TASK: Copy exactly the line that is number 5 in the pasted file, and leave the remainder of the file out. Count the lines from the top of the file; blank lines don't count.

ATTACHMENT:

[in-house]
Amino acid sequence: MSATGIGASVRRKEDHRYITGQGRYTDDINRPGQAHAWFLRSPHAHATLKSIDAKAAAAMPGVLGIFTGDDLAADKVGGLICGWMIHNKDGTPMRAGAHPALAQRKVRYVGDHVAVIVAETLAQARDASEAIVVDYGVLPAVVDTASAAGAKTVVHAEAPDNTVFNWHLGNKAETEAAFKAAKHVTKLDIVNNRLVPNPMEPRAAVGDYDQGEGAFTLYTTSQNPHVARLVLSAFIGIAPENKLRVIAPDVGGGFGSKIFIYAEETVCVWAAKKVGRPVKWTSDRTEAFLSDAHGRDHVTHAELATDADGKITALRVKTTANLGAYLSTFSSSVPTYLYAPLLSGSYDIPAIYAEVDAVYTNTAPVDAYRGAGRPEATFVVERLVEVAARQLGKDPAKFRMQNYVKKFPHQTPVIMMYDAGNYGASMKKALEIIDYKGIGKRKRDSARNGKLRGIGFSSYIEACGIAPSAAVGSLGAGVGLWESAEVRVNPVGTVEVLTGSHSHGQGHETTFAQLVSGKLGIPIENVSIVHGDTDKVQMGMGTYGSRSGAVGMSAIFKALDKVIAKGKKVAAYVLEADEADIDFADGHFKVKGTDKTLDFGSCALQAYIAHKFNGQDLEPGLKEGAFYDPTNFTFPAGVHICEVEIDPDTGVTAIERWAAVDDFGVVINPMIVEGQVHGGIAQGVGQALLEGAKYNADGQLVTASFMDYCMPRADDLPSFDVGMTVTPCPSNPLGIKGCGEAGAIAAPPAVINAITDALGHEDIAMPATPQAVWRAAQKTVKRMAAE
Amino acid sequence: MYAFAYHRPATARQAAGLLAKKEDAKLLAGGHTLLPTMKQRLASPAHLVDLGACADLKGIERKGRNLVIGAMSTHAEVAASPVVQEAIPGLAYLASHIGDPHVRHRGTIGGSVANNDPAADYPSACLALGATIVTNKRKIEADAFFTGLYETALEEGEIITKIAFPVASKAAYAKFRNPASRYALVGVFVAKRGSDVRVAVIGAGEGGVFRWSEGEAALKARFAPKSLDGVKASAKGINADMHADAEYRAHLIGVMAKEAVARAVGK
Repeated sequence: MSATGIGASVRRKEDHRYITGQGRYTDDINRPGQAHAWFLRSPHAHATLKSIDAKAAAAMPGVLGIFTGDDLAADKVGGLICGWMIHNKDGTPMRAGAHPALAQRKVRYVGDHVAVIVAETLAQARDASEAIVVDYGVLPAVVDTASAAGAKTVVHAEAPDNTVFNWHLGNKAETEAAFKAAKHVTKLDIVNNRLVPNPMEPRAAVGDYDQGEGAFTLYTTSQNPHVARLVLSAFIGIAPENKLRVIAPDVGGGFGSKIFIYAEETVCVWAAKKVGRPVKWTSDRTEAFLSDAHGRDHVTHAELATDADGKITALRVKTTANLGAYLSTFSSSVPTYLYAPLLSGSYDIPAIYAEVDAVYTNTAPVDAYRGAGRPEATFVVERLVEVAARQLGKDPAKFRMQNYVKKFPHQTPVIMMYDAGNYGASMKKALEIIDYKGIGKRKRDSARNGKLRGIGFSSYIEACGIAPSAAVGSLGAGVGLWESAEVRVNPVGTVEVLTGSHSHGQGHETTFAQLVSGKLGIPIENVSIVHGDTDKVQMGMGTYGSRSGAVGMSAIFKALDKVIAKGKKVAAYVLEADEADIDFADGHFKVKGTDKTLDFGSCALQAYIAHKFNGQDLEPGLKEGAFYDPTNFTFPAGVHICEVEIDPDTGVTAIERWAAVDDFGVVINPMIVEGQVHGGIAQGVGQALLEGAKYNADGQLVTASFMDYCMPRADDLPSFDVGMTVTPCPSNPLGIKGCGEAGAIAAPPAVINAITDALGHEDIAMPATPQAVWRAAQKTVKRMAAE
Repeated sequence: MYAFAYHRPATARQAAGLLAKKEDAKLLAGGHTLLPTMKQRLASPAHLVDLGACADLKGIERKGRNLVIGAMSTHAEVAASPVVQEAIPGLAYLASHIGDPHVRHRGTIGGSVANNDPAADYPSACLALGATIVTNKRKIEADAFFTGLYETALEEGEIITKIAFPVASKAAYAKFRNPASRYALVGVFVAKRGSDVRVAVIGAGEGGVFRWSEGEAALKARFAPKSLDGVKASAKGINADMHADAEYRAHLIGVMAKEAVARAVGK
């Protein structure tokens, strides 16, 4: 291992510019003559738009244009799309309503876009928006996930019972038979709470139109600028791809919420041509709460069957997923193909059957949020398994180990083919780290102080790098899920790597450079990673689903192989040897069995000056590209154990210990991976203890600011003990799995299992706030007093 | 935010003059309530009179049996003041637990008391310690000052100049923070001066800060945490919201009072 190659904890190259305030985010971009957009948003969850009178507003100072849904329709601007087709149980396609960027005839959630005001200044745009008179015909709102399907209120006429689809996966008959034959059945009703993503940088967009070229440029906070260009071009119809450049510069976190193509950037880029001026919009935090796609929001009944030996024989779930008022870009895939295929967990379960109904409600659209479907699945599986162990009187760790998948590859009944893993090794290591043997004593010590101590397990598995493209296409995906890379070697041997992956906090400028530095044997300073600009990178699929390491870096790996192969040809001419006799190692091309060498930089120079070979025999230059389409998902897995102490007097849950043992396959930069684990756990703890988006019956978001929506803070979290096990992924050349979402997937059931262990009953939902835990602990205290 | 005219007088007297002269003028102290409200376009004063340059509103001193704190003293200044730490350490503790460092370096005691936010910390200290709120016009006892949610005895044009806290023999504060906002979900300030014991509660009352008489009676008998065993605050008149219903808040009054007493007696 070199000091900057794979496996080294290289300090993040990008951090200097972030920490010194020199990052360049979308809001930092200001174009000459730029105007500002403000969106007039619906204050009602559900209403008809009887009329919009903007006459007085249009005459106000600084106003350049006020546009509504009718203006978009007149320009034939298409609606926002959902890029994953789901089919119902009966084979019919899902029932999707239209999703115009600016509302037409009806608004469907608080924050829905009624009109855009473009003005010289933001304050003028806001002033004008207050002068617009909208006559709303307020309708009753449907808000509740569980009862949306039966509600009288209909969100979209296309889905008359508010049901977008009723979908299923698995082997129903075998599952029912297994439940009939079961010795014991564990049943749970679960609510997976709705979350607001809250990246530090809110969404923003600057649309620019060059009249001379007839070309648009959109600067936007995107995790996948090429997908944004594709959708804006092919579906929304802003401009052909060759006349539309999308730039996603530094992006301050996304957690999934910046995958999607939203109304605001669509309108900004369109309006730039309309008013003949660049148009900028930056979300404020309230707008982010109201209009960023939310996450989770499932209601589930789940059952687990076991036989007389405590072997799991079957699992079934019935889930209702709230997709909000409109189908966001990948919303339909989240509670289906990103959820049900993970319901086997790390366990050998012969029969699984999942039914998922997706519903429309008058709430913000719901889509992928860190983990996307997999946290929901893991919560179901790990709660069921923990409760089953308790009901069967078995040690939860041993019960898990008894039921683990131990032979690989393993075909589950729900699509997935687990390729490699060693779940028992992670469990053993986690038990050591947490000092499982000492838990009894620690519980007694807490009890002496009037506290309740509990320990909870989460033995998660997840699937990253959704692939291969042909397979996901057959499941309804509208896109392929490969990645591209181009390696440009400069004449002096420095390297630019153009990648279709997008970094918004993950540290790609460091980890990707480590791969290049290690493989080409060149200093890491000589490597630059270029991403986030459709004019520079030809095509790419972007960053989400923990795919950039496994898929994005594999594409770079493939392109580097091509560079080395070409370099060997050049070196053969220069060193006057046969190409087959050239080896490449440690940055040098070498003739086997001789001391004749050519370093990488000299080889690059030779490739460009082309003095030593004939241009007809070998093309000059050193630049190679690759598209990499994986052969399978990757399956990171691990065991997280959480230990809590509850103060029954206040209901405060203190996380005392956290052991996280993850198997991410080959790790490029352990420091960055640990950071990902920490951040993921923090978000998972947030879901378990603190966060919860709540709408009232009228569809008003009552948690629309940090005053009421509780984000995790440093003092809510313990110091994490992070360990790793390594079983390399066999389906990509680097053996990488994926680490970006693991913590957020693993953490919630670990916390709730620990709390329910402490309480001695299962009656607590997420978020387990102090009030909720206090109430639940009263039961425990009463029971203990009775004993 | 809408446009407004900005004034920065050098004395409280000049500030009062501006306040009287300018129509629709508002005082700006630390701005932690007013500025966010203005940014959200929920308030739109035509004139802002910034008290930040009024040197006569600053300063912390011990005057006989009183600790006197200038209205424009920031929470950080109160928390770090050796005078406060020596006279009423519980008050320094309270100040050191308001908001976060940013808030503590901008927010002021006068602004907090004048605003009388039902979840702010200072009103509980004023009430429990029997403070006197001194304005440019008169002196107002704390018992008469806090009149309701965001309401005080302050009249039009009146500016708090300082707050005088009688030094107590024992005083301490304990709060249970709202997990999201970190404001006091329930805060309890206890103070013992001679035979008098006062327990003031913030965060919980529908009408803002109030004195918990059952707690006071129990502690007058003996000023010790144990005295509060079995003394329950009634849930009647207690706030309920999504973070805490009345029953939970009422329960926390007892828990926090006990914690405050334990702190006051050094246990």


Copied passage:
Repeated sequence: MYAFAYHRPATARQAAGLLAKKEDAKLLAGGHTLLPTMKQRLASPAHLVDLGACADLKGIERKGRNLVIGAMSTHAEVAASPVVQEAIPGLAYLASHIGDPHVRHRGTIGGSVANNDPAADYPSACLALGATIVTNKRKIEADAFFTGLYETALEEGEIITKIAFPVASKAAYAKFRNPASRYALVGVFVAKRGSDVRVAVIGAGEGGVFRWSEGEAALKARFAPKSLDGVKASAKGINADMHADAEYRAHLIGVMAKEAVARAVGK